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Sexual Satisfaction and Sexual Function: An Online Survey of 2,116 Male and Female Participants

Sexual Satisfaction and Sexual Function: An Online Survey of 2,116 Male and Female Participants

Introduction & Objectives: Sexual Satisfaction can be
conceptualized as an affect response that results from
the evaluation of positive and negative aspects related
to sexual experiences (Byers, Demmons y Lawrance,
1998, p. 268). We investigated the level of sexual satisfaction
in a sample gathered via online invitations and
to correlate this level with measures of sexual function
Methods & Sample: An online survey using the
Index of Sexual Satisfaction, ISS; (Walter, Hudson,
Harrison y Crosscup, 1981) using the Spanish version
(Vieira et al., 2008). In addition Spanish versions of the
International Index of Erectile Function (FE) and the
Female Sexual Function Index (FSFI) were included in
the online survey. 2116 participants responded the
questionnaires: 781 males and 1,335 females. The reliability
of instruments was verified and it was very good
for the three questionnaires: Cronbach’s α = 0.936,
A86 ABSTRACTS
0.929 and 0.961 for the SSI, FSFI and the Erection
domain of the IIEF (ED-IIEF).
Results: Sexual satisfaction was reported as high.
Also, predictively, sexual satisfaction was positively correlated
to sexual function both in males and females
(for erectile function domain and sexual satisfaction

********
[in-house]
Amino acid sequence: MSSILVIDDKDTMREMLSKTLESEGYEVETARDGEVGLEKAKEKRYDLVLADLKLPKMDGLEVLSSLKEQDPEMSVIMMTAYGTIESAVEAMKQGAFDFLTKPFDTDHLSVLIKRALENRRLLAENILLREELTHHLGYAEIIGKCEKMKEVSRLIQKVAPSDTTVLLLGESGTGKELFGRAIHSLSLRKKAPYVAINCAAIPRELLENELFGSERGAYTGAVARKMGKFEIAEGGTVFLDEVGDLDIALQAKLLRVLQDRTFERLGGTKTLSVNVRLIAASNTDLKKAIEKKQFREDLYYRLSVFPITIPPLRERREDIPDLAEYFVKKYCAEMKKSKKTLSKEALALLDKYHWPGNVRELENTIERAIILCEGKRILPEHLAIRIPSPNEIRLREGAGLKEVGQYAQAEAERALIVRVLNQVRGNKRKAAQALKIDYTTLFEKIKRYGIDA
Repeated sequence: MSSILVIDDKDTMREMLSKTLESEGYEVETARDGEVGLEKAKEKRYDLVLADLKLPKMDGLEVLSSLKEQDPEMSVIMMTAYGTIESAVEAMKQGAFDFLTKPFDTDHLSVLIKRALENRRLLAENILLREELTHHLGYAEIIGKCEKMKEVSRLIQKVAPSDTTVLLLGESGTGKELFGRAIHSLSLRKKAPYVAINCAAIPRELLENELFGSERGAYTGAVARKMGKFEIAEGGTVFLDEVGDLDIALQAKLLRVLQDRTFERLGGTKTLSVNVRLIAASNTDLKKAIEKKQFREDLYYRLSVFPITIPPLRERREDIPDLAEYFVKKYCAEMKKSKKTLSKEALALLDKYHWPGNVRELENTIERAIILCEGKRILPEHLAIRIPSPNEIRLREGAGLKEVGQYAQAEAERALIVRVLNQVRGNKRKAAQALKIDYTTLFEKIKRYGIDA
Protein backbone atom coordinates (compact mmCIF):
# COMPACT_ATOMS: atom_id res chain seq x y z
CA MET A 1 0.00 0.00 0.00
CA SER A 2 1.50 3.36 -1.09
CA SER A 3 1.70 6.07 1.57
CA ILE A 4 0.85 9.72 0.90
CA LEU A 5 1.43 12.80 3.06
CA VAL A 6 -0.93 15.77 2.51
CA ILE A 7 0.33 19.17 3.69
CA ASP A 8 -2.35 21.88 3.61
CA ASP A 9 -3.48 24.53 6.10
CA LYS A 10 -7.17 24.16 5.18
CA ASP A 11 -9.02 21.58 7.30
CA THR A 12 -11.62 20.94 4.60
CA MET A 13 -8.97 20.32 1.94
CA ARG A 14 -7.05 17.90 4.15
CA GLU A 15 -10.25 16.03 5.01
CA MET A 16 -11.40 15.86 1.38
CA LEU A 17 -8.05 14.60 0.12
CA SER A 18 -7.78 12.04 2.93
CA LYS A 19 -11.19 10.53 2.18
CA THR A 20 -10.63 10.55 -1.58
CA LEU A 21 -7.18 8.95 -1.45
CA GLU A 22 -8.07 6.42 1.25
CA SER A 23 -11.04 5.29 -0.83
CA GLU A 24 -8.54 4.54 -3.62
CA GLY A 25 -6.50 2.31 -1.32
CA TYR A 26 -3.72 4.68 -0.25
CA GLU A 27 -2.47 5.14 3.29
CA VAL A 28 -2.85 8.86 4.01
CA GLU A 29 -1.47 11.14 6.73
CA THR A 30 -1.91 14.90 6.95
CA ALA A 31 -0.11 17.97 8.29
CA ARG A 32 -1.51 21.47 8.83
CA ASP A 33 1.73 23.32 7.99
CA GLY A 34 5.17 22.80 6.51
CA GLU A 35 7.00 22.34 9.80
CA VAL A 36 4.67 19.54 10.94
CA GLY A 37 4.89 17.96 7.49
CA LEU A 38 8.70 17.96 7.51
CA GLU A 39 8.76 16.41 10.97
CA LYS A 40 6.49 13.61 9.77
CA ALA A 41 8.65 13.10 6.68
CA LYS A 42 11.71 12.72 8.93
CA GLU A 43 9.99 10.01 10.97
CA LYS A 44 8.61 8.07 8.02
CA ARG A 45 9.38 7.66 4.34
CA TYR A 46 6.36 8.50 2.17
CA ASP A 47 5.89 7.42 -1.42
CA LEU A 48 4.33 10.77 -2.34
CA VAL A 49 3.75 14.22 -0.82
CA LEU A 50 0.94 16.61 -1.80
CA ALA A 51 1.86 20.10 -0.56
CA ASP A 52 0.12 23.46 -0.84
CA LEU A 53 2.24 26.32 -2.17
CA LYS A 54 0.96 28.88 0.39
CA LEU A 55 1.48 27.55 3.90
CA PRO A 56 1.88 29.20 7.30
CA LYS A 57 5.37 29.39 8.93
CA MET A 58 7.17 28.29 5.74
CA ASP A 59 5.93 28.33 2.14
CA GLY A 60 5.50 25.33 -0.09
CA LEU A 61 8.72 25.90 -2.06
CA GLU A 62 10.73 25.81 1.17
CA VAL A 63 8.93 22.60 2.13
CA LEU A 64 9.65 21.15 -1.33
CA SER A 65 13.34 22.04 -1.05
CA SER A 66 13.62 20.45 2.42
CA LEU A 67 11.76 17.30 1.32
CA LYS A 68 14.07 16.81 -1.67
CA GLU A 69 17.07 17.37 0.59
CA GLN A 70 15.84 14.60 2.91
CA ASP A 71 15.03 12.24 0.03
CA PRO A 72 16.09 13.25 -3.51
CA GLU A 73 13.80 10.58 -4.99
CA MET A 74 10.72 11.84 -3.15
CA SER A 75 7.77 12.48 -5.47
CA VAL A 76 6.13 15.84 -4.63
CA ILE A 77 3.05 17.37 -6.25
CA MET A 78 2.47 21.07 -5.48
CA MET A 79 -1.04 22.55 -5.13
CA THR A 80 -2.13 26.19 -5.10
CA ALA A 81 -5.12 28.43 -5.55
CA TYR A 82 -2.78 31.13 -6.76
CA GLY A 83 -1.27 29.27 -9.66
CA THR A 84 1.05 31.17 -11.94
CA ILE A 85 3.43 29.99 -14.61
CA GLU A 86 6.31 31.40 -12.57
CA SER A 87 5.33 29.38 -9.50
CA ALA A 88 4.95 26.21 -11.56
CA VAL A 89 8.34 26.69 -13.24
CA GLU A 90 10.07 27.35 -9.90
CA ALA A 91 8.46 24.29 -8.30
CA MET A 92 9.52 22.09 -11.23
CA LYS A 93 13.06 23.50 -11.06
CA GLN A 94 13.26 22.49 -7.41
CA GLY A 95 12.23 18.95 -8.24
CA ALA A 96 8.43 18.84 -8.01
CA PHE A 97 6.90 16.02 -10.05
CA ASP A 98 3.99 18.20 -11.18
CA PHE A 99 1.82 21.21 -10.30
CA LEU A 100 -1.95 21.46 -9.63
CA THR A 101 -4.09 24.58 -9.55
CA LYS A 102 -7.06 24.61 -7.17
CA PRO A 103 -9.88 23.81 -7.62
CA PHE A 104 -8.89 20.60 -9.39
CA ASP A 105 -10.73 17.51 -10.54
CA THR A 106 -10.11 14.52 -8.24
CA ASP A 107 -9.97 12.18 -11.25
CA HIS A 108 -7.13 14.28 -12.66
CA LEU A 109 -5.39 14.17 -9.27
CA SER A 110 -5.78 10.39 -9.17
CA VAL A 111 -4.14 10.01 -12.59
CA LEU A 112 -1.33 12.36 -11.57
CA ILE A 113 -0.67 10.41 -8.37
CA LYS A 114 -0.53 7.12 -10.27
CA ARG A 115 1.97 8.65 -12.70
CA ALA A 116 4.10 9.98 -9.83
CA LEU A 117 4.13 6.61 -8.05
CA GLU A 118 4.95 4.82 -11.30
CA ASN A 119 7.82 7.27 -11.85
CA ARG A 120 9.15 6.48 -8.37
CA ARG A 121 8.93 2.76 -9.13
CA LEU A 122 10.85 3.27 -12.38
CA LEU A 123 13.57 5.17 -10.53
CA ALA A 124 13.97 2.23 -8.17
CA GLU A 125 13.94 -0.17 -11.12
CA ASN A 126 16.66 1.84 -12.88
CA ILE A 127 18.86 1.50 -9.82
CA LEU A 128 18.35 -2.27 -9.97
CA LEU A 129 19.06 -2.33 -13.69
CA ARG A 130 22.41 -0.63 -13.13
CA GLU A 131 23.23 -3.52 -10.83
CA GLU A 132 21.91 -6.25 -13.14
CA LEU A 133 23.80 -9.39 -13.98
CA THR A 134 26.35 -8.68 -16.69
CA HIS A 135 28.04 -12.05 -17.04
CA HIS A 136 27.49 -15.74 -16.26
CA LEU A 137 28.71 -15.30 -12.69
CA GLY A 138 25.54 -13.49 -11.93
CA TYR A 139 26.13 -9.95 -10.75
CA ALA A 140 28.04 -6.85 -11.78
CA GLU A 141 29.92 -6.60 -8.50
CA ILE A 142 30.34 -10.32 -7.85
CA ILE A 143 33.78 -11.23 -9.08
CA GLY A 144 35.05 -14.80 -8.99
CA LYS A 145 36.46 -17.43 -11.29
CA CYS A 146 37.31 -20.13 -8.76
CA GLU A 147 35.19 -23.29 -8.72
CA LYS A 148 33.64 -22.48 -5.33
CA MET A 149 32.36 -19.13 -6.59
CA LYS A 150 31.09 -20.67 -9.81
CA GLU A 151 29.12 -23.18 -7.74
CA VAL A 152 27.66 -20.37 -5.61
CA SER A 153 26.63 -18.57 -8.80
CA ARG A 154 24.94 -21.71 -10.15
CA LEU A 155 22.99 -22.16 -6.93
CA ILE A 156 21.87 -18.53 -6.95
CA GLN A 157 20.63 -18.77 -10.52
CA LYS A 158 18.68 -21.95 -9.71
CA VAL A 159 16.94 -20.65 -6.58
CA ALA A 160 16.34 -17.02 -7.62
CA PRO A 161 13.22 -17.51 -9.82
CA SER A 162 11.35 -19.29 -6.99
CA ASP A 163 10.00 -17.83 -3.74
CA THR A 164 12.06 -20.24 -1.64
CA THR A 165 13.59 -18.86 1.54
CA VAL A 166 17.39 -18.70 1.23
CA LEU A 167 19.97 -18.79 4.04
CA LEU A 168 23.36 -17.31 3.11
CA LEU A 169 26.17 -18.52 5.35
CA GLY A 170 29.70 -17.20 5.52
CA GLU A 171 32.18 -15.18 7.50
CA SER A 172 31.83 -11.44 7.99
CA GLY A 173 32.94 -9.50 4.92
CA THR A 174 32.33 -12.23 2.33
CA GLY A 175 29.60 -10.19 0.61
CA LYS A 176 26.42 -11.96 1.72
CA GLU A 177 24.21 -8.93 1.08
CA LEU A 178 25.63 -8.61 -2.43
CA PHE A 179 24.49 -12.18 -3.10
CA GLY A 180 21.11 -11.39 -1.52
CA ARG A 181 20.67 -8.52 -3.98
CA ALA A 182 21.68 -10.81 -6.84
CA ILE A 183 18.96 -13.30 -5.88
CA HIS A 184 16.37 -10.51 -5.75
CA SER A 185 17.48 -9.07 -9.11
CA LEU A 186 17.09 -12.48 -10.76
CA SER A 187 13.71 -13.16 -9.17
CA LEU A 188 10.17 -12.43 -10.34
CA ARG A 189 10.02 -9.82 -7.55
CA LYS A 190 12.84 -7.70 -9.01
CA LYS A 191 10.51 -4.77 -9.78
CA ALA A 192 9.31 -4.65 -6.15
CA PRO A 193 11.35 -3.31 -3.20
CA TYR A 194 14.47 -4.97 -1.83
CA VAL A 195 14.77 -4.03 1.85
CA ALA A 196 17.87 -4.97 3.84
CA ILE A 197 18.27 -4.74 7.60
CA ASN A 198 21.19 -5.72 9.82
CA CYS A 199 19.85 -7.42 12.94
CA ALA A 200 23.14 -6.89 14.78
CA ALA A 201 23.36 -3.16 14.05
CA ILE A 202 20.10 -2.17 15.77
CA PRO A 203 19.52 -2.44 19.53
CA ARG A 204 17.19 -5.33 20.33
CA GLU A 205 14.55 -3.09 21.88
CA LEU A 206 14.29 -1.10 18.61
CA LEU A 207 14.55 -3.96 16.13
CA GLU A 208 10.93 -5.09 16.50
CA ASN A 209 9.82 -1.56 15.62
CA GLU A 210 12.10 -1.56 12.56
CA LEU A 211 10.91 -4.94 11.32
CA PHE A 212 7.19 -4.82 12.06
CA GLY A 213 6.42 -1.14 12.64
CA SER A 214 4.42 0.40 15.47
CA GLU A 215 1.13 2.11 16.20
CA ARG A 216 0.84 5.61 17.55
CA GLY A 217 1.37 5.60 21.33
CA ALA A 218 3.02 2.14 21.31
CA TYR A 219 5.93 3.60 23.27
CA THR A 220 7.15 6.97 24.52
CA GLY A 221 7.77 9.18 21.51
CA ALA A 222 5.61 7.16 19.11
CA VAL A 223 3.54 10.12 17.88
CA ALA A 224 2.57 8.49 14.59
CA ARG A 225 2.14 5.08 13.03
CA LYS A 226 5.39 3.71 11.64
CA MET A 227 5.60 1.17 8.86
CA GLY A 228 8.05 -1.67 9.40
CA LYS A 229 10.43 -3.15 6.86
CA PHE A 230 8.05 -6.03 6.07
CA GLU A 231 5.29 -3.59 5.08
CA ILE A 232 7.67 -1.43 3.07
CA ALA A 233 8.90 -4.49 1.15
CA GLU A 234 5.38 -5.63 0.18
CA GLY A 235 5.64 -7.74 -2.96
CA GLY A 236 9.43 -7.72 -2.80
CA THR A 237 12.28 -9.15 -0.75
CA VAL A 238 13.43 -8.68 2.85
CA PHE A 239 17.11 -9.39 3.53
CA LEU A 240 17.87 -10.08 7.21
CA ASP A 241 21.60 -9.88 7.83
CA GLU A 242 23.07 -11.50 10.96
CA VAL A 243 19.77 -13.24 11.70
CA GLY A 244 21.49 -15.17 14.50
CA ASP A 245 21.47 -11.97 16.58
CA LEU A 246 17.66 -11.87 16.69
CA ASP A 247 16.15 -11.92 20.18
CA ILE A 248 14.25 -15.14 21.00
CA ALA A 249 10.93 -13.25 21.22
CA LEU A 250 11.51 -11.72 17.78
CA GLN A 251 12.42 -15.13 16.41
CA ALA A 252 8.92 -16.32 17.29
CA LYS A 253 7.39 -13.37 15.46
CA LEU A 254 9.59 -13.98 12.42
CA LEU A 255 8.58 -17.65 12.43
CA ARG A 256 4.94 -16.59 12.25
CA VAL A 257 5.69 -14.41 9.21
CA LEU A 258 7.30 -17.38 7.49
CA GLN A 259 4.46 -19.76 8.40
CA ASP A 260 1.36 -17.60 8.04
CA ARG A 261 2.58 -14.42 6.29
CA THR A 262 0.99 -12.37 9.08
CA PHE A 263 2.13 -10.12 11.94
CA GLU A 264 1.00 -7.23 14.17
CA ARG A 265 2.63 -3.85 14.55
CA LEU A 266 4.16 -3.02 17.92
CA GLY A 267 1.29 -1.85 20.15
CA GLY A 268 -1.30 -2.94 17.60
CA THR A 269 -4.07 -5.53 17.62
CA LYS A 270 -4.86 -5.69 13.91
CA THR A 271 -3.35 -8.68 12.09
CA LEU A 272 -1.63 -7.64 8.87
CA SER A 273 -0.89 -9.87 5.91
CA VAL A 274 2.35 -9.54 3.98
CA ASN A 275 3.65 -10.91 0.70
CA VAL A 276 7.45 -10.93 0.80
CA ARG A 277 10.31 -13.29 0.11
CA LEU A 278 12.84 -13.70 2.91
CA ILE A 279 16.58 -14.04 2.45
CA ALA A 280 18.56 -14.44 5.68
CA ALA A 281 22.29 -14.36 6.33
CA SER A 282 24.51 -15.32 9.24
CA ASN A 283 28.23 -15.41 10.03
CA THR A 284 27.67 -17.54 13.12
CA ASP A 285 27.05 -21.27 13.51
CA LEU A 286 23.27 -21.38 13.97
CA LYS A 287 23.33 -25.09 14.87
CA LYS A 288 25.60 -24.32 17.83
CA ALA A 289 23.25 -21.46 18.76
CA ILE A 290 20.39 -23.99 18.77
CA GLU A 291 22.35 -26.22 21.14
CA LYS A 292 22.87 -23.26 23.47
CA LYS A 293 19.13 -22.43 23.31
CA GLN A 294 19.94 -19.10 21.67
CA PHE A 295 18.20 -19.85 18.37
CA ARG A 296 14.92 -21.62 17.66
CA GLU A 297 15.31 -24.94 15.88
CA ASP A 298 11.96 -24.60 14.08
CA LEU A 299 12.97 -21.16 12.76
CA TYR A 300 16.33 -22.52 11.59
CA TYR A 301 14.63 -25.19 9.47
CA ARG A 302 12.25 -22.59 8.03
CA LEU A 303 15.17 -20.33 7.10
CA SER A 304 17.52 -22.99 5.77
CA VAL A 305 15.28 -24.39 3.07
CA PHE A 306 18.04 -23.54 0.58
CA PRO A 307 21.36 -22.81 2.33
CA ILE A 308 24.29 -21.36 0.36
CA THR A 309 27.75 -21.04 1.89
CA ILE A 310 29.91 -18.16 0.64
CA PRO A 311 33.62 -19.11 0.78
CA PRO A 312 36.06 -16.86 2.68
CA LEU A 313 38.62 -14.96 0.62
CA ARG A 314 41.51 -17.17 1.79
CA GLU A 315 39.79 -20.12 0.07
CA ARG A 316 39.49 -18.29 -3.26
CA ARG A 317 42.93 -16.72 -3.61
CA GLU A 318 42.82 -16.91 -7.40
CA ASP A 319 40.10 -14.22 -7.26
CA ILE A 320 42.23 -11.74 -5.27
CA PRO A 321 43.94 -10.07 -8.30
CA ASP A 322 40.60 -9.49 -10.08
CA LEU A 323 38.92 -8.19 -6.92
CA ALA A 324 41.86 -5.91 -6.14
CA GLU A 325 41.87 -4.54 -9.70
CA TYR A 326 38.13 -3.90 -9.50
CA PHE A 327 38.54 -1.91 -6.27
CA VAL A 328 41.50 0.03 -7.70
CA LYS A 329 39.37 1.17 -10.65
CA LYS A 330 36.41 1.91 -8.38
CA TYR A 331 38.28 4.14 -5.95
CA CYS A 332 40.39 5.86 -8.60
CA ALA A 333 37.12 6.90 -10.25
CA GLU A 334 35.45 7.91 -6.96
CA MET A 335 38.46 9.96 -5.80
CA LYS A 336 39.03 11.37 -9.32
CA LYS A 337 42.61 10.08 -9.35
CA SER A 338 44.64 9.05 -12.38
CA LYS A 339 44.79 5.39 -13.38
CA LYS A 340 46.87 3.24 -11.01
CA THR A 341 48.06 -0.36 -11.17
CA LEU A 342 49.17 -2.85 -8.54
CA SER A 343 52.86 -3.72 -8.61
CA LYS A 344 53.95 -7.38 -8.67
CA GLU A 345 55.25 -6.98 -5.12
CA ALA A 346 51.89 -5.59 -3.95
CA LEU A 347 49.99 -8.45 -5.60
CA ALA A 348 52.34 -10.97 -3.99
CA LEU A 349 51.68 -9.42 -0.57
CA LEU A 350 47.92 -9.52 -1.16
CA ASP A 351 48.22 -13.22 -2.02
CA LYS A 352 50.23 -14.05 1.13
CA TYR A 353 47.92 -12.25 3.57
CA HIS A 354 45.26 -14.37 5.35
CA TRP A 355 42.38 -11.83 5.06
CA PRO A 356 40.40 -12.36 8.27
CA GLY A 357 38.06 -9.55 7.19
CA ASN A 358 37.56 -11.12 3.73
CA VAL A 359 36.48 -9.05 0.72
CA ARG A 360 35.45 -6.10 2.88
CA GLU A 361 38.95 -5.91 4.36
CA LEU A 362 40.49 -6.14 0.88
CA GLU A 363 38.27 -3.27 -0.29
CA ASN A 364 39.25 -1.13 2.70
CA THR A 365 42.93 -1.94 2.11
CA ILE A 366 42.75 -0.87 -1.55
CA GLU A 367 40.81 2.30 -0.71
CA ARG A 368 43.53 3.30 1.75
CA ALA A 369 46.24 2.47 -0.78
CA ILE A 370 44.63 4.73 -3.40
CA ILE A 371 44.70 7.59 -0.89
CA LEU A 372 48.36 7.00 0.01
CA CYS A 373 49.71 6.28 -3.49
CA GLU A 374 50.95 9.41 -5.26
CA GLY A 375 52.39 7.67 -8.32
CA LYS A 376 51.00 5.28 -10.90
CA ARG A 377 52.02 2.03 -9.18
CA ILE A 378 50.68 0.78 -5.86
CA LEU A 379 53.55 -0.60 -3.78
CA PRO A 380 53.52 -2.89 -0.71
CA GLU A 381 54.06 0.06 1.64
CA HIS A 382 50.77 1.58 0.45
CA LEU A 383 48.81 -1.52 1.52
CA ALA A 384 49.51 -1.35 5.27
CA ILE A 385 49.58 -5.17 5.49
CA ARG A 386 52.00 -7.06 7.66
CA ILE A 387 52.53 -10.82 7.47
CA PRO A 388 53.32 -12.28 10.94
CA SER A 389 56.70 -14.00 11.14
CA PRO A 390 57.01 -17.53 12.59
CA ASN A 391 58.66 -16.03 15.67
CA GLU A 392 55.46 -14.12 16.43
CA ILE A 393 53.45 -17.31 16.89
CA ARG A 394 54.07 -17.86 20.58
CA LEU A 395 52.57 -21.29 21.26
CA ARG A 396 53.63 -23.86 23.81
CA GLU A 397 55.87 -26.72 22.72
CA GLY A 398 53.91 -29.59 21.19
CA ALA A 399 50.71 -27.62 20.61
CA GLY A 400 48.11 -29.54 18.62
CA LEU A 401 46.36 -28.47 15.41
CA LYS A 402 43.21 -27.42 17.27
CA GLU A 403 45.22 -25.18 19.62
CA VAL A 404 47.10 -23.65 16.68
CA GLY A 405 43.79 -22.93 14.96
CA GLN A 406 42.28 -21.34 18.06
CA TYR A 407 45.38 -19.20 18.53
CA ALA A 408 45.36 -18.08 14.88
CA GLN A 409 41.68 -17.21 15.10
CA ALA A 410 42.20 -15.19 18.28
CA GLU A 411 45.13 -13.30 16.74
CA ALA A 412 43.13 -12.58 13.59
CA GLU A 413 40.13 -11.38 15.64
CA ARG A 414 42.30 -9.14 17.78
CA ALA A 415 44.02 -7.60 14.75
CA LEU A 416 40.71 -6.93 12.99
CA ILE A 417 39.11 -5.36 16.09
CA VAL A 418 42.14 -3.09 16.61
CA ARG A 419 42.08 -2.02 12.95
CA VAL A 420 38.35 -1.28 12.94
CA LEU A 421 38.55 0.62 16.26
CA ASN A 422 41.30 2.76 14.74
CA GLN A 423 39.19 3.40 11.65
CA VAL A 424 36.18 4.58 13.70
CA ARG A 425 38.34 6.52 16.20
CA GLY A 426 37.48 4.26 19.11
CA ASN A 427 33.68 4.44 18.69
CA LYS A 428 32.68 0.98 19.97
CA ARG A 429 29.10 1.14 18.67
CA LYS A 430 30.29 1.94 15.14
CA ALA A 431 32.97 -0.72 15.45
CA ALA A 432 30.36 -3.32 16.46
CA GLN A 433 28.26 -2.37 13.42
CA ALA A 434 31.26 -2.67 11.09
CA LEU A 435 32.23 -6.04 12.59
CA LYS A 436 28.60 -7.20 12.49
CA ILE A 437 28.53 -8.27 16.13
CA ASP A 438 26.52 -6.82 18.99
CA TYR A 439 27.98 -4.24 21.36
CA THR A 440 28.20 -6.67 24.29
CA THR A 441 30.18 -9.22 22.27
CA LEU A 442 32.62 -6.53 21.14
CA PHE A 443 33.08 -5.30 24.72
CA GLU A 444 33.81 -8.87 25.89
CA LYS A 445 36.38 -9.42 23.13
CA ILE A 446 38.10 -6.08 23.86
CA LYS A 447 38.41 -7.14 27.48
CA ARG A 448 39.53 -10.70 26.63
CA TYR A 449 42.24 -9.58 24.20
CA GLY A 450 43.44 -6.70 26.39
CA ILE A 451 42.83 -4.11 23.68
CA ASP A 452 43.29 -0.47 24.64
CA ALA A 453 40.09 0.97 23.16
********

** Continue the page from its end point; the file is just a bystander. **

r = 0.445. p < 0.001, for total score at FSFI and sexual
satisfaction r = 0.666, p < 0.001) A multiple regression
analysis on sexual satisfaction including demographic
and health related variables identified: self-rated health
status (beta standardized 0.151, p < 0.001), Self-reported
depression (beta = 0.144, p < 0.001), Age (beta = 0.144,
p < 0.001) How religious are you? (beta = 0.084,
p < 0.001), socio-economic level (beta = 0.064. p = 0.007
and self-reported low testosterone levels (beta = 0.059,
p = 0.012).
Conclusion & recommendations: Sexual Satisfaction
was high and is related to the level of sexual function
both in males and females. As to the non-sexual predictors,
health in general and depression in particular
appeared as the stronger predictors. It is recommended
that clinicians explore sexuality in more detail when
health problems appear and in particular depression.
Keywords: sexual satisfaction, sexual function,
predictors of sexual satisfaction
Conflict of Interest and Disclosure Statement: None